Prior to becoming a clinical psychologist and going into private practice, Beth Grosshans attended Harvard Medical School in Boston, Massachusetts, where she studied psychology at the Judge Baker Children’s Center at Boston Children’s Hospital. Beth Grosshans also received a PhD in clinical child psychology from The Ohio State University as well as completing a number of training courses regarding Intensive Short Term Dynamic Therapy.
The Judge Baker Children’s Center offers child therapy programs including Parent-Child Interaction Therapy (PCIT). Created to enhance parenting techniques, the PCIT program is designed for children ages 2 to 7 that are experiencing behavioral and emotional issues. Caregivers are taught techniques to manage specific behaviors with an emphasis on creating a positive relationship between child and caregiver.
PCIT also focuses on decreasing parental stress, along with developing self-confidence and self-esteem within a child and helping children learn how to manage anger and frustration. The PCIT program usually lasts 12 to 20 weeks.
Dr. Beth Grosshans - Teaching the Montessori Method at PCTE
Clinical psychologist Beth Grosshans, PhD, maintained a private practice in Flemington, New Jersey, for over 25 years. Relying on her background in child psychology as well as her considerable experience working with families, Dr. Beth Grosshans also wrote a parenting book, Beyond Time Out: From Chaos to Control, providing parents with the tools to better manage their children’s behavior. From 1995 to 2012, Dr. Grosshans also worked as an instructor at the Princeton Center for Teacher Education, where she taught a course entitled Child Development: Infant, Toddler, and through the Elementary Years.
Located in Princeton, New Jersey, and housed within the Princeton Montessori School, the Princeton Center for Teacher Education (PCTE) trains teachers in the Montessori way of teaching. Developed by Dr. Maria Montessori, the Montessori Method views the child as naturally inquisitive, eager, and able to assist in the learning process. The teacher, child, and environment all play a key role in this process. Montessori-trained teachers structure the learning environment to create a feeling of freedom for the child, within a confined and ordered space. The child is therefore positioned to use the environment to initiate his or her own education, interacting with the teacher as necessary.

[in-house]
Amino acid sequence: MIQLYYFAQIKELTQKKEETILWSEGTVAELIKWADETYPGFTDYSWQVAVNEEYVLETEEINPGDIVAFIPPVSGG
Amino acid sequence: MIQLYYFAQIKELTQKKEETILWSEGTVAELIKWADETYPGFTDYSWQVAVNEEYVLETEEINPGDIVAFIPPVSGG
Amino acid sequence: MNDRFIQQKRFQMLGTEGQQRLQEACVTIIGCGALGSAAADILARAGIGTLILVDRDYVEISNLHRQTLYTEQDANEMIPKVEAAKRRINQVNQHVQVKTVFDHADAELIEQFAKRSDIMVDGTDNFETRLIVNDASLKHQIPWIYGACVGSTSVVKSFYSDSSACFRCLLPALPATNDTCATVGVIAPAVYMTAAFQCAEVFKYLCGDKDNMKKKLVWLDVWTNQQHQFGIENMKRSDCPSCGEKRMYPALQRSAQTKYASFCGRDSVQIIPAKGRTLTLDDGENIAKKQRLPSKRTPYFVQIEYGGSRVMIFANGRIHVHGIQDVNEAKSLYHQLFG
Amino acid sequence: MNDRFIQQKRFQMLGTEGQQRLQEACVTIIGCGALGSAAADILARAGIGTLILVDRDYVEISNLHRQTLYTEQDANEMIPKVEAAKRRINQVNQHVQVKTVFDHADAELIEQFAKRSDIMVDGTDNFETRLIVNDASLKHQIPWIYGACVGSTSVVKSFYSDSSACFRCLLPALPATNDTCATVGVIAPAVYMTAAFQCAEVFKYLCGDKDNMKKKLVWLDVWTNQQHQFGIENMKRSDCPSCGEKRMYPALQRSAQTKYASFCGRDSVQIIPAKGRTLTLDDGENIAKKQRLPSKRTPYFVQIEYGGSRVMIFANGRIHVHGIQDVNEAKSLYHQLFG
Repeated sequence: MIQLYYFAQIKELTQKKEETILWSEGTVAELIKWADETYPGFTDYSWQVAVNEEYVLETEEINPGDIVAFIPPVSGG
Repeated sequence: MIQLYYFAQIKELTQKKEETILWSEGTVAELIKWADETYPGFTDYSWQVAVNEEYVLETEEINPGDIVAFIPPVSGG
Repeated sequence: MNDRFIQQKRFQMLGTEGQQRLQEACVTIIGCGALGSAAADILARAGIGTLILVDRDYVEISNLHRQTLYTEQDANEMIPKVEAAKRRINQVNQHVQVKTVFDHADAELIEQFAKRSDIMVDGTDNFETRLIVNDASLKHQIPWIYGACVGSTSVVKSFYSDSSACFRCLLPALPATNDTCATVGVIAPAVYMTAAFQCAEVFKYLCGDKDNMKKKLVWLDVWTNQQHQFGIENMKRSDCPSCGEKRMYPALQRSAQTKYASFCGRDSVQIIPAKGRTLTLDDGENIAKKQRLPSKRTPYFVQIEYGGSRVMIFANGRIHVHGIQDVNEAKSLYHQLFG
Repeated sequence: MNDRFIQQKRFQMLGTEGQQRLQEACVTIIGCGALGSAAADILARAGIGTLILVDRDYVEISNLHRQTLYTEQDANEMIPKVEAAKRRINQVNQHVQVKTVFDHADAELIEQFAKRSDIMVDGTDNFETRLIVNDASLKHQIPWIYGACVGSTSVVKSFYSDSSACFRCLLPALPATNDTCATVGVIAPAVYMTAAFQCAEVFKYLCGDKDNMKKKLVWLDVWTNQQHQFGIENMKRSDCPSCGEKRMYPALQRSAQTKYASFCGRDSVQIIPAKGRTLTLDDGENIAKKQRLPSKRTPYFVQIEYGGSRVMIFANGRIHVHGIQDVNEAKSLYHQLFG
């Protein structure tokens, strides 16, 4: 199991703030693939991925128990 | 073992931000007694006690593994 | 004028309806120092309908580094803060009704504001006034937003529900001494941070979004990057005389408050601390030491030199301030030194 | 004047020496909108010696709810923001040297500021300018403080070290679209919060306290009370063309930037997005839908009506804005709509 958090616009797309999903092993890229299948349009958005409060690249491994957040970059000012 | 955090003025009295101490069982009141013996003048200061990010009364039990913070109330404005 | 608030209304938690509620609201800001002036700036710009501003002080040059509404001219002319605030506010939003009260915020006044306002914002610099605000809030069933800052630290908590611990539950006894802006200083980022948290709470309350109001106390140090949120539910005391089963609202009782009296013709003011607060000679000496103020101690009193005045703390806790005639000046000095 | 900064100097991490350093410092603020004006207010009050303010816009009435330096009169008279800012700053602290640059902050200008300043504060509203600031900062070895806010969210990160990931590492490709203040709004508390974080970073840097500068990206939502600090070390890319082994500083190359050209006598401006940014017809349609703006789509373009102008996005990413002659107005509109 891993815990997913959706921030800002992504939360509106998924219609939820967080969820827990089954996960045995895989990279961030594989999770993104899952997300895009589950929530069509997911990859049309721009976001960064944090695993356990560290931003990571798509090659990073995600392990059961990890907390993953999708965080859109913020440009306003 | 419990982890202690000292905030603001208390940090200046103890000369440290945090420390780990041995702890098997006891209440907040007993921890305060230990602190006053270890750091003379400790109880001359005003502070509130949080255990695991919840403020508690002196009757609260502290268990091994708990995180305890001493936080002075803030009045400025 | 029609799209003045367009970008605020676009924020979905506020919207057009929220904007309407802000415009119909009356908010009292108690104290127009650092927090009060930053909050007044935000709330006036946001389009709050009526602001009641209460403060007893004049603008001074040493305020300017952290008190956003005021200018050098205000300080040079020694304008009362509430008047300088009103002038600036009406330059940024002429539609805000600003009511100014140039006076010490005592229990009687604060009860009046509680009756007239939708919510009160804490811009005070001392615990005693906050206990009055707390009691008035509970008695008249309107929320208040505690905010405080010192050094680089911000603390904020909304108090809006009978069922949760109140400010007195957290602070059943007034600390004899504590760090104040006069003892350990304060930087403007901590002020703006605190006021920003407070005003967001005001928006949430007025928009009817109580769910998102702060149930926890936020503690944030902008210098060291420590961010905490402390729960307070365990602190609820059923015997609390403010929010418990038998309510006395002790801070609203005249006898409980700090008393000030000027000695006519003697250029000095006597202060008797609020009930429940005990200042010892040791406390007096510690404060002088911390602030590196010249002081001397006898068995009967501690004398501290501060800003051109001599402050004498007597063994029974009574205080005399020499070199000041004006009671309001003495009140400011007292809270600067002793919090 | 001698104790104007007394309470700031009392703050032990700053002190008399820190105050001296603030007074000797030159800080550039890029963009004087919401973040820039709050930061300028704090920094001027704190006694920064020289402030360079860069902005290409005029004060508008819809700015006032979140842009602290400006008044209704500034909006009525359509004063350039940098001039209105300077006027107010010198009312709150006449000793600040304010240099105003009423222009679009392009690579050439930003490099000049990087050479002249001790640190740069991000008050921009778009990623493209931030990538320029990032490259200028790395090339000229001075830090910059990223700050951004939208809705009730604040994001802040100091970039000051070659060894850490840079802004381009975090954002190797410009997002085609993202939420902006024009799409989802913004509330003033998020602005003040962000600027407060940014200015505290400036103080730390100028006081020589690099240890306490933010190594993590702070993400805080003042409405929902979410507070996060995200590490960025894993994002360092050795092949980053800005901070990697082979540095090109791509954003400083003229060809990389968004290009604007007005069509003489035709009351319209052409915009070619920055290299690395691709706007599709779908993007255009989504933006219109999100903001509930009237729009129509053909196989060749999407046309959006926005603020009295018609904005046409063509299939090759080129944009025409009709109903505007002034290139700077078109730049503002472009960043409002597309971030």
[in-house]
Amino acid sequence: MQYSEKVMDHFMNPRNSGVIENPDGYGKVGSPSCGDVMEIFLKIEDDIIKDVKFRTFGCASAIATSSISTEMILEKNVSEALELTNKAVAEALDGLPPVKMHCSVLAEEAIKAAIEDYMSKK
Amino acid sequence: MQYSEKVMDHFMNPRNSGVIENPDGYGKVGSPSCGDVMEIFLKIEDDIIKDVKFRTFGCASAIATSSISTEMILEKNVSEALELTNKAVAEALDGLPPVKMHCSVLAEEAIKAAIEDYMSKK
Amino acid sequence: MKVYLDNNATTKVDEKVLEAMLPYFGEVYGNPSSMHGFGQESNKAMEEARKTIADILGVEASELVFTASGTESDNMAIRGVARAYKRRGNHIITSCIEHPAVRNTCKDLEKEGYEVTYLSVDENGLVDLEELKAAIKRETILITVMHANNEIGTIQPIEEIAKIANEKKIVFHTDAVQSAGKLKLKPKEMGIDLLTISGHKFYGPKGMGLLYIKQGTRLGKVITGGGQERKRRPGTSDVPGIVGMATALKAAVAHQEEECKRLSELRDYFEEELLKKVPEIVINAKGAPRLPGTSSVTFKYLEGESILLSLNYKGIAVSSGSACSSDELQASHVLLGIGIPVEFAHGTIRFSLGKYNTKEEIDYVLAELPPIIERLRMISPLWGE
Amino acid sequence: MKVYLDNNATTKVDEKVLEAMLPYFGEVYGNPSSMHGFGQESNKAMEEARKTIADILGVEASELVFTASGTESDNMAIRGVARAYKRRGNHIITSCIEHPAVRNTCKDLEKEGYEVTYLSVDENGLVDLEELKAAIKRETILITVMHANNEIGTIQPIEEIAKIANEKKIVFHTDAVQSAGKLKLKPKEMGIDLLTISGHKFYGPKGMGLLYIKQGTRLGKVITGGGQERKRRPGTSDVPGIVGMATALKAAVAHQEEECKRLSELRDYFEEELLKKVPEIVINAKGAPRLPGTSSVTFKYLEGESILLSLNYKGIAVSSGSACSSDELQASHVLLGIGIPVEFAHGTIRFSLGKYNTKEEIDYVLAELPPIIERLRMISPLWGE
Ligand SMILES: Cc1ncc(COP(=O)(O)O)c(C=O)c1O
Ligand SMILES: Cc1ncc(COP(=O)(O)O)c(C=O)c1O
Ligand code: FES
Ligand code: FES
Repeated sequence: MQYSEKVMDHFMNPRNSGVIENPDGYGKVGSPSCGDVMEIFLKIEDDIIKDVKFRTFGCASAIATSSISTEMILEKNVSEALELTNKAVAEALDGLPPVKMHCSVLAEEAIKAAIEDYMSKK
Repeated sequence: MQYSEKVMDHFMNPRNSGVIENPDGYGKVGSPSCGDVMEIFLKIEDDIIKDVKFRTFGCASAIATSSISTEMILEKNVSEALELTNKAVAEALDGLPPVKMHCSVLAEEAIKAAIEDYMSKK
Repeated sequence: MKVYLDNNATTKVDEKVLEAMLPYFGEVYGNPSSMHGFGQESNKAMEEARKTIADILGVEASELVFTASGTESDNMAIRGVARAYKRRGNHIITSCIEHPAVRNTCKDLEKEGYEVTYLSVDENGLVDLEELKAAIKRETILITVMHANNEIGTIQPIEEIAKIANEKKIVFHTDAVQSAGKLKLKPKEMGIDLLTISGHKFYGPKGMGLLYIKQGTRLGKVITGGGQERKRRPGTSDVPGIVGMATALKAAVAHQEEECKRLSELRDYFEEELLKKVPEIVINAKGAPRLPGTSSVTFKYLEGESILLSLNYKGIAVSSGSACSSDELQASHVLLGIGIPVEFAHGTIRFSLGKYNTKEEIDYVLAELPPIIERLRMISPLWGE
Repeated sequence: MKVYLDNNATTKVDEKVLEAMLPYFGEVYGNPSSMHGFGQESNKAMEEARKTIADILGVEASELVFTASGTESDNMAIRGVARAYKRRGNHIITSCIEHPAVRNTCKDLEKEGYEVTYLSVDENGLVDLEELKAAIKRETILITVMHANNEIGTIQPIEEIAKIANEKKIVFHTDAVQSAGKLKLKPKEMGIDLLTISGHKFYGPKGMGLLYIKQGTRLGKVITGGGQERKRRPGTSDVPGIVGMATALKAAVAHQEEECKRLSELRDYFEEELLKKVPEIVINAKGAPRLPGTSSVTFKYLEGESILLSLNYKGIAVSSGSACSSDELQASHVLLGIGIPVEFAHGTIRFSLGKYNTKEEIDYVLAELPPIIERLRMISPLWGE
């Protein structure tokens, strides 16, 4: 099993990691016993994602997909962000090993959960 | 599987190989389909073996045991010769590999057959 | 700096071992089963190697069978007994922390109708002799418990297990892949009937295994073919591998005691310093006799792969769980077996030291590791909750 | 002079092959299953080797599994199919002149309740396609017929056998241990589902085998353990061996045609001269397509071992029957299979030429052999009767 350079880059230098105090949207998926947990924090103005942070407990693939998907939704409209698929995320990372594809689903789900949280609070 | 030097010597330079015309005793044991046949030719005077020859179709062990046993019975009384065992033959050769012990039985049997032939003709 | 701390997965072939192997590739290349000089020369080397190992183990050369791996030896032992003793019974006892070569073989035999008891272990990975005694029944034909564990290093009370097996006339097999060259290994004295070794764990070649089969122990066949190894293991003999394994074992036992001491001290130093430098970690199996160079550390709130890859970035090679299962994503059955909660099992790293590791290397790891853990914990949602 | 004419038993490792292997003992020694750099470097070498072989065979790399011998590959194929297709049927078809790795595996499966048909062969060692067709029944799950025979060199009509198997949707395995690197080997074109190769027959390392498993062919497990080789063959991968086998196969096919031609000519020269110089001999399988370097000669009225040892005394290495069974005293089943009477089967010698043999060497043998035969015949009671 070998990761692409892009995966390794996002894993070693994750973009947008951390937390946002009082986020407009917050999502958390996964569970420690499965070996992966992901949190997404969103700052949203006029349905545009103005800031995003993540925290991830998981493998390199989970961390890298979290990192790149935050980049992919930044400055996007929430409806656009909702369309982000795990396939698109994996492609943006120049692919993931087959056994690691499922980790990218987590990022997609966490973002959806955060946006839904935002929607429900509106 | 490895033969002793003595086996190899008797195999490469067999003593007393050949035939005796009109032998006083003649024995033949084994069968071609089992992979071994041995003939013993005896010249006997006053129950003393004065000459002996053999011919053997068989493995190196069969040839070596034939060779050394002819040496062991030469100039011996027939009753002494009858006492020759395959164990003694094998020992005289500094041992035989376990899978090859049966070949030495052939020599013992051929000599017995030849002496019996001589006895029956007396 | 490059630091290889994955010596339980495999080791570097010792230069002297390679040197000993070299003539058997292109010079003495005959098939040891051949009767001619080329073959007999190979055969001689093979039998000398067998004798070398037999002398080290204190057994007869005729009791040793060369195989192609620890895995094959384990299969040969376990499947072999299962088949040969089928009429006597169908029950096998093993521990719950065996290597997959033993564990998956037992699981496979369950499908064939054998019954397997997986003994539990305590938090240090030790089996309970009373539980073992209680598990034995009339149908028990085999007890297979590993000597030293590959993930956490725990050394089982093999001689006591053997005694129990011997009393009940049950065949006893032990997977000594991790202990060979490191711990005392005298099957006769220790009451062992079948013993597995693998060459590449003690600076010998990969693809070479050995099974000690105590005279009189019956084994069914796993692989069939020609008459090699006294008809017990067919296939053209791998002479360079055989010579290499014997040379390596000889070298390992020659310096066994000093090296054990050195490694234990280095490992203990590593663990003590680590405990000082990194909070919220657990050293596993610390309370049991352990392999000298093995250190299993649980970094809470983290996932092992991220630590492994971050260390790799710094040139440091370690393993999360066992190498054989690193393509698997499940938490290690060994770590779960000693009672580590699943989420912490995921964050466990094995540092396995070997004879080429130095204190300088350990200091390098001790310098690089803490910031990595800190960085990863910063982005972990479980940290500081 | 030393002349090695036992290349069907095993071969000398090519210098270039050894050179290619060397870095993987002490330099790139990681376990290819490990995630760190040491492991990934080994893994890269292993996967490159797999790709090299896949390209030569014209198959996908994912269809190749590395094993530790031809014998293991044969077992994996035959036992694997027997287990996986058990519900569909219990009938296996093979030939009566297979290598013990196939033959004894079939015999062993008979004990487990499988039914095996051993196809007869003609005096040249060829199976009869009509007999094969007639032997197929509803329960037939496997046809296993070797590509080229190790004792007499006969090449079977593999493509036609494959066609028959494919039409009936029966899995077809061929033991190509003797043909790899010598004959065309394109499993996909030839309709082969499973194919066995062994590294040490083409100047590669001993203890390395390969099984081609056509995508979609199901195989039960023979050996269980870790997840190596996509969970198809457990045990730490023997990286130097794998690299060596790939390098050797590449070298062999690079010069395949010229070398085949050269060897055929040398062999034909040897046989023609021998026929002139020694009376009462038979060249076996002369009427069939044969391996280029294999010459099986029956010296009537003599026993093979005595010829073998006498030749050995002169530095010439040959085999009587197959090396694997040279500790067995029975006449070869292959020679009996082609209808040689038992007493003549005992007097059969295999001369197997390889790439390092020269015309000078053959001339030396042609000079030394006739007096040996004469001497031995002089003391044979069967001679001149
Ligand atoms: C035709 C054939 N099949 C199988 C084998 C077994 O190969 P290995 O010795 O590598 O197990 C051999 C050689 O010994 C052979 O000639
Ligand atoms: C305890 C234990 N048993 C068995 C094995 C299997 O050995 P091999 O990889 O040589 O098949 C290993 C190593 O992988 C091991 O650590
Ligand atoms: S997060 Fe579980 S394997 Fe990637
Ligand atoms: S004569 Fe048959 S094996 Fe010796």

PCTE offers four levels of teacher training programs: infants/toddlers, early childhood, Education I (6 to 9 years old), and Education II (9 to 12 years old). It also offers an administrator course to train heads of Montessori schools.
Imbalance of Family Power
A graduate of the University of Cincinnati and Ohio State University who completed a clinical fellowship in psychology at Harvard Medical School, Beth Grosshans is currently retired from private practice. Over the course of her career, she established herself as an expert in child psychology and family dynamics. Beth Grosshans addressed the subject of the imbalance of family power (IFP) in her 2008 book, Beyond Time Out - From Chaos to Calm.
According to Dr. Grosshans, IFP takes root when children begin to assume more power than the parent. She identifies anxiety and opposition as the two “kingpins” of IFP.
When children protest their parent’s rules and guidance, they are typically motivated by some combination of anxiety and opposition. For example, when kids refuse to sleep in their own beds or use the potty chair, they might be afraid to do so or they might simply be willfully noncompliant.
When parents think that their children are terrified of something, these parents are generally motivated to make significant accommodations in order to alleviate that terror. Although parents are less likely to make accommodations for mere opposition, the uncertain tension between the forces of anxiety and opposition can create big problems. In order to avoid IFP, parents should strive to lovingly correct opposition while conscientiously containing anxiety.